Around the garden in early April

It's been a busy couple of weeks recently, which is great as it helps distract from the rainy grey days. There have been a couple of glorious mornings though, like yesterday, when we've had coffee in the garden with friends and family, but generally there's been too much cowering indoors dodging the heavy rain and hailstones like marbles. Still it's good for the garden, although even that seems to have gone back into hibernation, going through a fallow period with not a lot happening. In an unusually fine half hour today I wandered around and took some pics to show you.
The black widow geranium or Geranium phaeum is one of my favourites, as it's the first cranesbill of the year and self-seeds tastefully, always finding plants that complement its understated beauty. 
This splendid looking Camellia williamsii 'Donation' has never looked so good before, she's a blaze of blooms and colour right now.

Camellia 'Black Lacel' is a new addition in the front garden and seems to like her shady spot.
The walled bellflower Campanula poscharskyana is another volunteer that's almost a nuisance. However, she's such a pretty little thing that I can't bear to pull her up. 

The hellebores are in full swing and associate really well with the tail  end of the hyacinths...
...which in previous years have been planted out after first flowering indoors. The hazy figure of the bruised and battered garden gnome was made by Felix many years ago. I must confess I'm not a gnome lover, although I would never knowingly harm one. However, he's had many knocks over the years, being accidentally dropped by successive well-meaning but clumsy children. I've become quite sentimental about him as he magically moves around the garden for the grandkids to find.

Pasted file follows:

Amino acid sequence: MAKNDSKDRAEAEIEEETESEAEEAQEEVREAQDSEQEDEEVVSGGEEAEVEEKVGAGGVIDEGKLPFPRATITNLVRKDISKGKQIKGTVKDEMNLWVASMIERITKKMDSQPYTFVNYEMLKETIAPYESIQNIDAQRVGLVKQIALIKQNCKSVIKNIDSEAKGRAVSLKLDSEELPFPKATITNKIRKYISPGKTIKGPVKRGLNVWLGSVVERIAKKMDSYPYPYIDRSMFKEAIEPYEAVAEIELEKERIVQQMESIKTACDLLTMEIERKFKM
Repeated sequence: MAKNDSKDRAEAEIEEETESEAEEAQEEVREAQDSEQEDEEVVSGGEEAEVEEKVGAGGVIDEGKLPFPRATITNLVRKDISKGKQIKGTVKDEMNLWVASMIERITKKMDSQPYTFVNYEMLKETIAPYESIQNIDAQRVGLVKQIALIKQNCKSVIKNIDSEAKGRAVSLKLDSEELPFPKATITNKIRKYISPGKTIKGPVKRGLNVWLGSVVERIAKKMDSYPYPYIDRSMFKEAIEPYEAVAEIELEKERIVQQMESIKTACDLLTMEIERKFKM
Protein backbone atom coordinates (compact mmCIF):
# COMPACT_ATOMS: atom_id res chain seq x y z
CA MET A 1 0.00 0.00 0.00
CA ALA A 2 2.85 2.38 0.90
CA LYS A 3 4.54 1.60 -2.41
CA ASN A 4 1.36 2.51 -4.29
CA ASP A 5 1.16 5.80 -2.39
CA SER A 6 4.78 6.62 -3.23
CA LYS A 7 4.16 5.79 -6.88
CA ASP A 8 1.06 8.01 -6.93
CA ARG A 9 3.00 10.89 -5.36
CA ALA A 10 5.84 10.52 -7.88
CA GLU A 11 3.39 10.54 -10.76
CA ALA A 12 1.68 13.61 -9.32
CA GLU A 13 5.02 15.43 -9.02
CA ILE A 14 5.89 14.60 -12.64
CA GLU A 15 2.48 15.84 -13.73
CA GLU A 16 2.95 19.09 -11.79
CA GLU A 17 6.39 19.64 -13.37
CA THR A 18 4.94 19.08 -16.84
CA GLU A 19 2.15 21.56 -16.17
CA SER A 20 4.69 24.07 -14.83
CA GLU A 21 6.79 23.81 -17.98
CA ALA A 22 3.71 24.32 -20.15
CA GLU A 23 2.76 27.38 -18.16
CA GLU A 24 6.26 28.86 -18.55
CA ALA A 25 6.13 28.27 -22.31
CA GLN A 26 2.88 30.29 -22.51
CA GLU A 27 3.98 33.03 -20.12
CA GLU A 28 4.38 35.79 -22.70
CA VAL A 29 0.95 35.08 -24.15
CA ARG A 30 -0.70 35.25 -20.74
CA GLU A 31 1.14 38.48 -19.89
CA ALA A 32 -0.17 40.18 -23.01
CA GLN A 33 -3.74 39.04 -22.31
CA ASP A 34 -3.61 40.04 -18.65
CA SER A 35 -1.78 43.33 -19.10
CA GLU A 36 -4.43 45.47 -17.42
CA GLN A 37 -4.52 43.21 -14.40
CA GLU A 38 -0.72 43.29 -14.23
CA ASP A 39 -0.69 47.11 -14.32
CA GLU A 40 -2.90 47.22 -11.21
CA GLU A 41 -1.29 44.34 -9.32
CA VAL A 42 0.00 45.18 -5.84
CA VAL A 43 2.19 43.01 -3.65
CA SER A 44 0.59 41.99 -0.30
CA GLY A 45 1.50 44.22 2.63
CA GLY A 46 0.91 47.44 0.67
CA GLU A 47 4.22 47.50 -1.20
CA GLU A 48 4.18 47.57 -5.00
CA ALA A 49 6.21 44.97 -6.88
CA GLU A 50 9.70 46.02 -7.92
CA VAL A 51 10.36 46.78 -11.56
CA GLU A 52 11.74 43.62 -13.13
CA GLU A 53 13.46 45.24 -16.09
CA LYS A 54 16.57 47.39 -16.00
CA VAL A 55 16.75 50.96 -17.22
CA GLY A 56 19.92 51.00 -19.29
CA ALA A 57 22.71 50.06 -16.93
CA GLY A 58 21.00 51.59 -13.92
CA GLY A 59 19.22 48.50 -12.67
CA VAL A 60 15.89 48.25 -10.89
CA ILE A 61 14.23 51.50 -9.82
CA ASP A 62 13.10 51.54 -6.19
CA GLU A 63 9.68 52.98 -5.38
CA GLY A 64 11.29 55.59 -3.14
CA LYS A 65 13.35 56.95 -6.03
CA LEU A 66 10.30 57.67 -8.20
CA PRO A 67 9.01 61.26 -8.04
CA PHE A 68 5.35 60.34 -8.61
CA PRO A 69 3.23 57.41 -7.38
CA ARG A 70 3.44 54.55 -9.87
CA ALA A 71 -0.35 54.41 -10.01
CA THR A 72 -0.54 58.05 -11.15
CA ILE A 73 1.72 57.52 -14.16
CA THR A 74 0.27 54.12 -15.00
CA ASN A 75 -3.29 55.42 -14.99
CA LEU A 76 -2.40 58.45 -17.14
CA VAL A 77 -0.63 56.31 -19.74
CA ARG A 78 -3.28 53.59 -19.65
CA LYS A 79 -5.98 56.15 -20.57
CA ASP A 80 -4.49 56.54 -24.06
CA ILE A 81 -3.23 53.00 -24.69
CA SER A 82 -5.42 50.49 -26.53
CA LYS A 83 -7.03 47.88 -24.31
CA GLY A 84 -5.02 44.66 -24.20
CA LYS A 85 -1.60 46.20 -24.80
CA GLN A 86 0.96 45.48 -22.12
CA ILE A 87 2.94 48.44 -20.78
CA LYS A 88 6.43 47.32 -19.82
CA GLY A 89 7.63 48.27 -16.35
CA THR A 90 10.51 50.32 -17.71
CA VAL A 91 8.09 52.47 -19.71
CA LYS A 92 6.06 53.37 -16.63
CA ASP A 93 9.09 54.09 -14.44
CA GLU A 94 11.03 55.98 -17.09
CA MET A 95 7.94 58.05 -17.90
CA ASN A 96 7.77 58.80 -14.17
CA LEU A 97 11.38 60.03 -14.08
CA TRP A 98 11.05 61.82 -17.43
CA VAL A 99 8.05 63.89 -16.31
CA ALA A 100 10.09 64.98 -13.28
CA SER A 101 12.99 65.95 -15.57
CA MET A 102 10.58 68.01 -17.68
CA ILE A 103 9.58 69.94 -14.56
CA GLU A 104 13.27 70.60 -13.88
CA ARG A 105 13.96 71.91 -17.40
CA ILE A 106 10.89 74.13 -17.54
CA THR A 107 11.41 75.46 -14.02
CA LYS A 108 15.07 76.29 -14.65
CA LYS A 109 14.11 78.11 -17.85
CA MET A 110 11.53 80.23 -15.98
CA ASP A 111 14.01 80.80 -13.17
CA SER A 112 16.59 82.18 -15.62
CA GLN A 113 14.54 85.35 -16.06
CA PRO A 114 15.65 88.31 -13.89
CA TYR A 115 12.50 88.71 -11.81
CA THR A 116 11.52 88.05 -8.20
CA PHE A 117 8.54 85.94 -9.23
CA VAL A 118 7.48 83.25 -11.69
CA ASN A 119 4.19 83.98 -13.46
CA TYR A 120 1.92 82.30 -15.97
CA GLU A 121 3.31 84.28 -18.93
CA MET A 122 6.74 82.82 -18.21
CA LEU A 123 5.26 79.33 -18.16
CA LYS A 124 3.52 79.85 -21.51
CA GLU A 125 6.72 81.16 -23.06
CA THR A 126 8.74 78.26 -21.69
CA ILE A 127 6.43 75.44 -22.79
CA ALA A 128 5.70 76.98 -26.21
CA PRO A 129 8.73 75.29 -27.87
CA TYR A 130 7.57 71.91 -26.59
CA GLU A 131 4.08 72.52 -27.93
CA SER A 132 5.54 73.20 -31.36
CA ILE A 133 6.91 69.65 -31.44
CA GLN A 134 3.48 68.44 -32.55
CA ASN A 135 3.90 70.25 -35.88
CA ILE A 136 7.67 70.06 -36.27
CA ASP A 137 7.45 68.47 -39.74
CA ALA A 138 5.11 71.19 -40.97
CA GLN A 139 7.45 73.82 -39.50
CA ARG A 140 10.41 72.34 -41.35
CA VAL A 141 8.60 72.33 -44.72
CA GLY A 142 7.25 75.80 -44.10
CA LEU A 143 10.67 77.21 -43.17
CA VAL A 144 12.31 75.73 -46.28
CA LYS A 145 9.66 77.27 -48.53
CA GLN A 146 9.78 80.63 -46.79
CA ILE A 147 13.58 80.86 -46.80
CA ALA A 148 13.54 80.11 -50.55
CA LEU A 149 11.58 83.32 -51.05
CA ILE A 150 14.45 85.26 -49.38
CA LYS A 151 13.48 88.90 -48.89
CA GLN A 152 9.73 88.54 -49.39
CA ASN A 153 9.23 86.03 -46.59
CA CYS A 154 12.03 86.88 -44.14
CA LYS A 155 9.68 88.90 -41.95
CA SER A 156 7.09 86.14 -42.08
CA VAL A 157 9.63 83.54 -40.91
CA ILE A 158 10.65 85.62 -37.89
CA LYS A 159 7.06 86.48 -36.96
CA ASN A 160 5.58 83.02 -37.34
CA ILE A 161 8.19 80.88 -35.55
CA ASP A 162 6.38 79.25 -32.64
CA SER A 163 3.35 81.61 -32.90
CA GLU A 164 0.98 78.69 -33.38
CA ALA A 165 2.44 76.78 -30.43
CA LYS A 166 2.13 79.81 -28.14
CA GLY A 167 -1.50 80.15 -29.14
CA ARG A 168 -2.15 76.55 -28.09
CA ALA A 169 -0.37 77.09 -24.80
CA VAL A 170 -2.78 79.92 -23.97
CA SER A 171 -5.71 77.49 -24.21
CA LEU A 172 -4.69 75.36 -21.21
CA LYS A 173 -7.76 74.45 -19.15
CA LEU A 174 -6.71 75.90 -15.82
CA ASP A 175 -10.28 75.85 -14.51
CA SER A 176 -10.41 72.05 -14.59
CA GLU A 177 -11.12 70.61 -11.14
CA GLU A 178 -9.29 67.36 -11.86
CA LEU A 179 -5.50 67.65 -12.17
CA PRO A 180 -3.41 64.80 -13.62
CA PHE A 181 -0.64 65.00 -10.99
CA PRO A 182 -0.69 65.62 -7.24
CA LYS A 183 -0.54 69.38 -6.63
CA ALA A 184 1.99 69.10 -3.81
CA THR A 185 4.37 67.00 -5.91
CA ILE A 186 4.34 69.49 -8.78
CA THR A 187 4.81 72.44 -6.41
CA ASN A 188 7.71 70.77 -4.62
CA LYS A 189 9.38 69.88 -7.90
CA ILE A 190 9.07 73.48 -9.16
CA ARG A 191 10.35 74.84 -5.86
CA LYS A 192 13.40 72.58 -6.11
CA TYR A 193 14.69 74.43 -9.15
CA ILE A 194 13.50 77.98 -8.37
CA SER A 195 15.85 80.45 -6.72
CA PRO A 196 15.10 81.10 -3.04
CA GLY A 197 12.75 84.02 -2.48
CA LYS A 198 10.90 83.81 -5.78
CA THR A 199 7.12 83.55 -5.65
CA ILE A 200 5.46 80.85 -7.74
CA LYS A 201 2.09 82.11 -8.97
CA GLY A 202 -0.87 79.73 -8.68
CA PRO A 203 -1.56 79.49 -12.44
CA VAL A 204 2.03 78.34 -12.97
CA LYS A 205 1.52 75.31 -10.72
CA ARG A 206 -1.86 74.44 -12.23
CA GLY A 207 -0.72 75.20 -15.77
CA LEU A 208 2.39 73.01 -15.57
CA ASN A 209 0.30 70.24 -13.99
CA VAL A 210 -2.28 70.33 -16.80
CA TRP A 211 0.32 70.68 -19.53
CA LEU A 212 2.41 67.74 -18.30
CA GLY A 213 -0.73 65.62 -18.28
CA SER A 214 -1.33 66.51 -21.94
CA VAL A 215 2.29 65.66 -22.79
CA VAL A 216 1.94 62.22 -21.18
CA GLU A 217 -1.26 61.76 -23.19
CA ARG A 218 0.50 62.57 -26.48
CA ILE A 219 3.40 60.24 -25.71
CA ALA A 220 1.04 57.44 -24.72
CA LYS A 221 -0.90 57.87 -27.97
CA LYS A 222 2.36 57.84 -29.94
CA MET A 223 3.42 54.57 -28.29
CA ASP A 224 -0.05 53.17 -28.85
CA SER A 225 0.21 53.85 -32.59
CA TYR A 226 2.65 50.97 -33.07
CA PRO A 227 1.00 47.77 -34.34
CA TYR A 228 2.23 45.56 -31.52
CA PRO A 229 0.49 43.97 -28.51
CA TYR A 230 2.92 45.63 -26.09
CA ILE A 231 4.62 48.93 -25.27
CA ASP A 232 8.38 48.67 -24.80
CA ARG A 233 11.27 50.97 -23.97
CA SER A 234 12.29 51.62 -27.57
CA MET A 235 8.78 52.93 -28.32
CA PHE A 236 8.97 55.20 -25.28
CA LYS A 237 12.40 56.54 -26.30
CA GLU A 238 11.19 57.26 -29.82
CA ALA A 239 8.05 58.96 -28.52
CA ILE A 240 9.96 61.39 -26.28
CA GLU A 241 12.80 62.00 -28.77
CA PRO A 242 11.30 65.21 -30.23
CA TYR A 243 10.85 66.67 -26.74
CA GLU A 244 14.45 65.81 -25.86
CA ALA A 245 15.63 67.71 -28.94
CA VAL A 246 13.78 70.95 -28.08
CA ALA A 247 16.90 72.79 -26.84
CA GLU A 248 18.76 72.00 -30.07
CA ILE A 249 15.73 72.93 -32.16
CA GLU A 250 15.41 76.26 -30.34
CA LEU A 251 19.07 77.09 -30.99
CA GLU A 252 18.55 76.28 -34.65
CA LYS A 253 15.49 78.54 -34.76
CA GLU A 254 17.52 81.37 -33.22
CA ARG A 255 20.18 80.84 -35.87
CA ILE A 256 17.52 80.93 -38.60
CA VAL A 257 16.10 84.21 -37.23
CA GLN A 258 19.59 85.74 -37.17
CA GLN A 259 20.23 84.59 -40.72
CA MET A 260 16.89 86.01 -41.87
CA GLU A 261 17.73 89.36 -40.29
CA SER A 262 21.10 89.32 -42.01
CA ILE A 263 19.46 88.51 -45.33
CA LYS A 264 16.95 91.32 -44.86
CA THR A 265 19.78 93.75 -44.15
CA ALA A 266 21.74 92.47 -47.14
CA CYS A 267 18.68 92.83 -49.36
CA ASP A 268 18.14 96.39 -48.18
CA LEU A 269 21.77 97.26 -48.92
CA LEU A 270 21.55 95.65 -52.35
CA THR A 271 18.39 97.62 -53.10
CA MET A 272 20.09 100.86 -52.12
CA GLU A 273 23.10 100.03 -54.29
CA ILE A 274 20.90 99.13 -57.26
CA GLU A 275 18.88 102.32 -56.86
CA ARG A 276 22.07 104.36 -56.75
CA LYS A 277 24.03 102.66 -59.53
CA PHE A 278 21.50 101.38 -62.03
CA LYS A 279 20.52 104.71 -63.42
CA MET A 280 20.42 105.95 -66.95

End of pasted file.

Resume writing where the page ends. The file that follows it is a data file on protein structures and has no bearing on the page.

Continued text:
Neither am I a lover of the elephantine daffodils that are planted in many gardens, although I do love them inside during the cold January and February days. But outdoors I much prefer any of the smaller narcissi, like these delicate little Tête à Têtes.
The last of the crocuses add a splash of much-needed colour. The birds have attacked all the others leaving them looking limp and defeated.
Django looking handsome under this scarlet amaryllis, nice contrast to his monotone palette 😉
Wanted to show you this fossilised centre of one of last year's blooms on our Magnolia grandiflora. It was such a poor summer that by the time most of the buds had formed, the weather was too cold for them to open and the petals just rotted and fell off leaving this structure in the centre. I love the different textures - there must be a sweater design in there somewhere!
Work in progress
Another thing that's been happening in the past few days is that we've been having the French doors in the music room replaced. The previous doors were only single-glazed to half way down, but now we're getting the benefit of the new full-length, double-glazed doors, feeling warm and cosy whilst having a much better view of the garden.
Nearly done, almost there except for a couple of bolts
The cut down old doors